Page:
Information & Articles

Premature distributions, waste and addbacks

In considering what order, if any, should be made in property settlement matters between a separating couple (whether married or de facto), we need to consider the asset pool, the parties’ contributions (financial and non-financial), future needs factors and ensure the overall outcome is just and equitable in the circumstances of the case. Assets , liabilities, superannuation and any “add backs” which form part of the asset pool are all considered.

In practice, it is not that uncommon for there to have been a premature distribution of assets, particularly in cases where there is a lengthy period of time between separation and final hearing or orders being made by consent between the parties, or complaints made by a party that assets have been “wasted” by the other, or that assets should be “added back” to the pool for one reason or another.

There are three categories in which the Court is generally willing to notionally add-back property to the balance sheet, although these categories are not exclusive:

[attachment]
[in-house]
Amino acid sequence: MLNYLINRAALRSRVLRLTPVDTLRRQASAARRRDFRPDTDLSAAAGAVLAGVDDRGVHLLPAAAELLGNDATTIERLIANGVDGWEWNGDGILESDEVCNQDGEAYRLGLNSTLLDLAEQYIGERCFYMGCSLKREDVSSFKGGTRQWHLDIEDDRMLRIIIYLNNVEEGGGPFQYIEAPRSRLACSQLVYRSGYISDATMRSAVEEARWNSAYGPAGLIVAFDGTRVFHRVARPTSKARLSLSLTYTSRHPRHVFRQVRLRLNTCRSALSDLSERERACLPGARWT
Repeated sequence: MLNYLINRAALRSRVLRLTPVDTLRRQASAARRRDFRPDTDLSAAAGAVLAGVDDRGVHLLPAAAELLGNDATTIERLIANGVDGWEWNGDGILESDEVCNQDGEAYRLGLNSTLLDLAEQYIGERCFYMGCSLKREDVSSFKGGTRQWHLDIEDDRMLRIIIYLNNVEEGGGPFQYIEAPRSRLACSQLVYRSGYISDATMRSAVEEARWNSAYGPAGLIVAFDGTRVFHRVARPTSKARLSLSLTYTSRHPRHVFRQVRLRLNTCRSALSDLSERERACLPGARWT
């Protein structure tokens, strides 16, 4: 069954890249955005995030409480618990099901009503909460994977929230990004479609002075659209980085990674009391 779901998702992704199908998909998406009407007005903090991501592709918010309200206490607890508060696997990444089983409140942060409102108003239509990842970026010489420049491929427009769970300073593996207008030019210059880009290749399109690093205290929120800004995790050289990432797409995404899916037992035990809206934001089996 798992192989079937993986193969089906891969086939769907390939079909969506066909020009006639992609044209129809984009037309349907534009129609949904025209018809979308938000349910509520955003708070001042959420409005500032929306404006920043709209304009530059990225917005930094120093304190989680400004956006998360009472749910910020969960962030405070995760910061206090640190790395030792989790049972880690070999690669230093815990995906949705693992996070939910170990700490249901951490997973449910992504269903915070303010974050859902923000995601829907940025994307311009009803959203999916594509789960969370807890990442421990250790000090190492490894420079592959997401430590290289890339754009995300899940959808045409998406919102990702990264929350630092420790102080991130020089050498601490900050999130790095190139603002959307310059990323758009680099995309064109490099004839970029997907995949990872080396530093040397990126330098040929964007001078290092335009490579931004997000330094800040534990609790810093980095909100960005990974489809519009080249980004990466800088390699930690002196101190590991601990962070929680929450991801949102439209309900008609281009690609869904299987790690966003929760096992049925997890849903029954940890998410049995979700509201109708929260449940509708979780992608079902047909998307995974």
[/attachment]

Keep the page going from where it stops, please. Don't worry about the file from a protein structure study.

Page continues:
1. Premature distribution of funds: If one party has spent monies post separation or disposed of any assets that existed at separation, the value of those assets (or some of the value depending on the purpose for which the monies were utilised) may be added back.
  2. Legal fees: The general rule in family law matters is that each party bear their own costs. If a party used joint funds to pay their legal fees, there is a strong argument that those funds should be added back to the property pool. This makes the evidence of the source of funds for payment of legal fees crucial for all clients.
  3. Wastage: where one party has “embarked upon a course of conduct designed to reduce or minimise the effective value or worth of matrimonial assets” or has “acted recklessly, negligently or wantonly with matrimonial assets” with the effect of reducing their value.

Blanchfield Nicholls Director Tijana Petkovic presented at the Legalwise Advanced Family Law Conference on 15 March 2023 on the topic of ‘Premature distributions, waste and addbacks’ Find her paper here for more information.